The new entity was unprofitable, in spite of earnings from the Jeep part of the business, and Chrysler LLC was declared bankrupt.

As part of a rescue plan, the US government invited Fiat to take control of Chrysler, with Jeep as the most valuable part of the package. In 2013 Fiat-Chrysler was created, with Jeep as one of its flagship brands. In spite of this chequered history, as described in this publication, Jeep has retained its popularity among owners and operators, and the brand is stronger than ever in the 21st century.

 


What’s coming in Quarter Four

AR143 Mercedes-Benz  •  Part One: The road cars – by Rod Ward

Gottlieb Daimler (1834-1900) and Karl Benz (1844-1929) made the first practical petrol-driven cars in the world, both of them in south-west Germany. Benz was first, with a three-wheeler vehicle in 1885 in Mannheim, followed separately in 1886 by Daimler in Stuttgart, with a more sophisticated four-wheeler. The Daimler Motoren Gesellschaft (DMG) later adopted Mercédès as its brand. The two pioneers never met, but their companies are described in these pages, as well as the story of Daimler-Benz, set up in 1926 by the merger of the two firms. Over the next decades the Mercedes-Benz marque grew in strength and presence, due to dogged determination to stick to what they knew best; producing high-quality motor vehicles of all kinds. Mercedes-Benz trucks, vans, buses, fire appliances and cross-country vehicles will be described in Auto Review 146, including V-Class, X-Class and G-Class. Unimogs and MB-Tracs will be described in Auto Review 149. Success in competitive events helped to support the brand’s visibility and popularity for most of its existence, and the story of Mercedes-Benz in competition will be told in Auto Review 156. In this publication we describe Mercedes-Benz road cars, plus those made by Benz and DMG, as well as mentioning Maybach, both the man and the car marque.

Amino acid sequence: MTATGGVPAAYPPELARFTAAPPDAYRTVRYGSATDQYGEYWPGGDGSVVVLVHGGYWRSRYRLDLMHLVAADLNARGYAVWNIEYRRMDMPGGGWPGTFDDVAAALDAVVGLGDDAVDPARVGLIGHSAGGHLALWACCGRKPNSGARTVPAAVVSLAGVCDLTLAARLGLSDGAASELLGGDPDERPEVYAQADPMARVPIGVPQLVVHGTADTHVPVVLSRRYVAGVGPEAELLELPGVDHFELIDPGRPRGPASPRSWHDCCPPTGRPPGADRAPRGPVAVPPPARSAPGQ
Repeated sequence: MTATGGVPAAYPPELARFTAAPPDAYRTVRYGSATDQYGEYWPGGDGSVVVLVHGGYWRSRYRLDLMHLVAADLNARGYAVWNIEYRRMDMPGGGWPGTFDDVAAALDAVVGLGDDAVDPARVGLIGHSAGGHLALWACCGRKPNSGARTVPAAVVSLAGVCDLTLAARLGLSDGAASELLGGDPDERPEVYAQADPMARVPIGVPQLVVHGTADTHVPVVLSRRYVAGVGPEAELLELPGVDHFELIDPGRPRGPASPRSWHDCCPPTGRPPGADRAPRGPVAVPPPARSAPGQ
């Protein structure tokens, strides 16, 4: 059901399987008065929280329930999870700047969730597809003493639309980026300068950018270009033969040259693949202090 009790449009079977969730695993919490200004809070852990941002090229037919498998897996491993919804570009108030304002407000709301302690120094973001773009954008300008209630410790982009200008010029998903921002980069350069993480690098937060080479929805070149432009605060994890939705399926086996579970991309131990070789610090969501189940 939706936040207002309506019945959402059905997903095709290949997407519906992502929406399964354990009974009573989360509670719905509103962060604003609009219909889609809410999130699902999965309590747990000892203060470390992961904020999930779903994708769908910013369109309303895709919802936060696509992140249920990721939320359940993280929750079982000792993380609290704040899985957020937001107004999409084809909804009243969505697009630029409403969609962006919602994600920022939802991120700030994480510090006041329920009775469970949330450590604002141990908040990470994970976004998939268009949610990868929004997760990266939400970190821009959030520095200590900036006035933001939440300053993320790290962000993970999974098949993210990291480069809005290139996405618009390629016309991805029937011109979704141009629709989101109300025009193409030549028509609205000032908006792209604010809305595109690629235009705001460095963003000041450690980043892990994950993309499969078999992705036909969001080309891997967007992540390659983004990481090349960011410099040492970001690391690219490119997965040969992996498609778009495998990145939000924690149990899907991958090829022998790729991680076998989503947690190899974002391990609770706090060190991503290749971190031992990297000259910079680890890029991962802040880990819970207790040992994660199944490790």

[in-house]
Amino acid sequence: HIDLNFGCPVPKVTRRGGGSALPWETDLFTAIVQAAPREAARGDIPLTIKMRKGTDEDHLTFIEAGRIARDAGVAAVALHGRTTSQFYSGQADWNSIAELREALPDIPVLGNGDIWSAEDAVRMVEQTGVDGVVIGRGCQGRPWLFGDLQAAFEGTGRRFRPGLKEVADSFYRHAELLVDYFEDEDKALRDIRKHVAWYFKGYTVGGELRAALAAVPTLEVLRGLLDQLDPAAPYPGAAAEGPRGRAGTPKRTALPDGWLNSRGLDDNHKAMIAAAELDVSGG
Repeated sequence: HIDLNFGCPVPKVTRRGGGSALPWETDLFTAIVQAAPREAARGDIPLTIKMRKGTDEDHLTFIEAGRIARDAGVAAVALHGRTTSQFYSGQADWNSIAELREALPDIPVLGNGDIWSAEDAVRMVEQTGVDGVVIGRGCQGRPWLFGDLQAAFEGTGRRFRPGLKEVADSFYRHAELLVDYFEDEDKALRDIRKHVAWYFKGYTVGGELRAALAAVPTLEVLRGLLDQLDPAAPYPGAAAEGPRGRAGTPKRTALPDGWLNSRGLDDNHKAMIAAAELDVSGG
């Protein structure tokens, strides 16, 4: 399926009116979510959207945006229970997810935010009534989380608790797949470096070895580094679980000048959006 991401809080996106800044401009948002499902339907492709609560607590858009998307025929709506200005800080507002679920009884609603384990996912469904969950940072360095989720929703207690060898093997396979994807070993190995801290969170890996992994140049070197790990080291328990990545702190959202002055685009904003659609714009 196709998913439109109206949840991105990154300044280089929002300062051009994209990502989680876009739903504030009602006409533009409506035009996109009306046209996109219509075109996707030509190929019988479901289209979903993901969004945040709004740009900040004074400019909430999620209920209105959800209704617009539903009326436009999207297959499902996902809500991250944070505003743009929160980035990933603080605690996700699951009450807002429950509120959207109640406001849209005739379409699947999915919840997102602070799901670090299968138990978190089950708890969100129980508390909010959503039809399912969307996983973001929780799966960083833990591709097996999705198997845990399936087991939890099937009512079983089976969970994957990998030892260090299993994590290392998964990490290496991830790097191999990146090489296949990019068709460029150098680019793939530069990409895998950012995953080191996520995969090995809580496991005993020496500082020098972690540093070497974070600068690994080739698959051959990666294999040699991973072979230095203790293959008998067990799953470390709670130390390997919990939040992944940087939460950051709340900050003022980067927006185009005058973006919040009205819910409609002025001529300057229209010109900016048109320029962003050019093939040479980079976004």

AR144 Studebaker Album by Rod Ward

Here we have the story of a firm which built vehicles for over a century. Studebaker was the leading maker of horse-drawn wagons and carriages in 19th century America. Turning to motor vehicles in the early years of the 20th century, Studebaker had its ups and downs, having to recover from receivership in 1933. Profitable contracts during the Second World War, making aero engines, US6 trucks and Weasel carriers were followed by exciting new car and truck designs in the immediate postwar period. This promised a healthy future for the company from South Bend, Indiana, but Studebaker was too small to compete with the ‘Big Three’ US auto makers, and a merger with Packard in 1954 did not provide the hoped-for remedy. A last gasp of advanced styling in the GRP-bodied Avanti sports car came too late. In 1964 the company closed its US factory, just continuing limited production in Canada until 1966. Studebaker executives had foreseen the inevitable, and they had already diversified into other manufacturing sectors, so the Studebaker Corporation did not die when car production finished; it merged with other firms and the name continued to be seen for a few more years; but not on cars.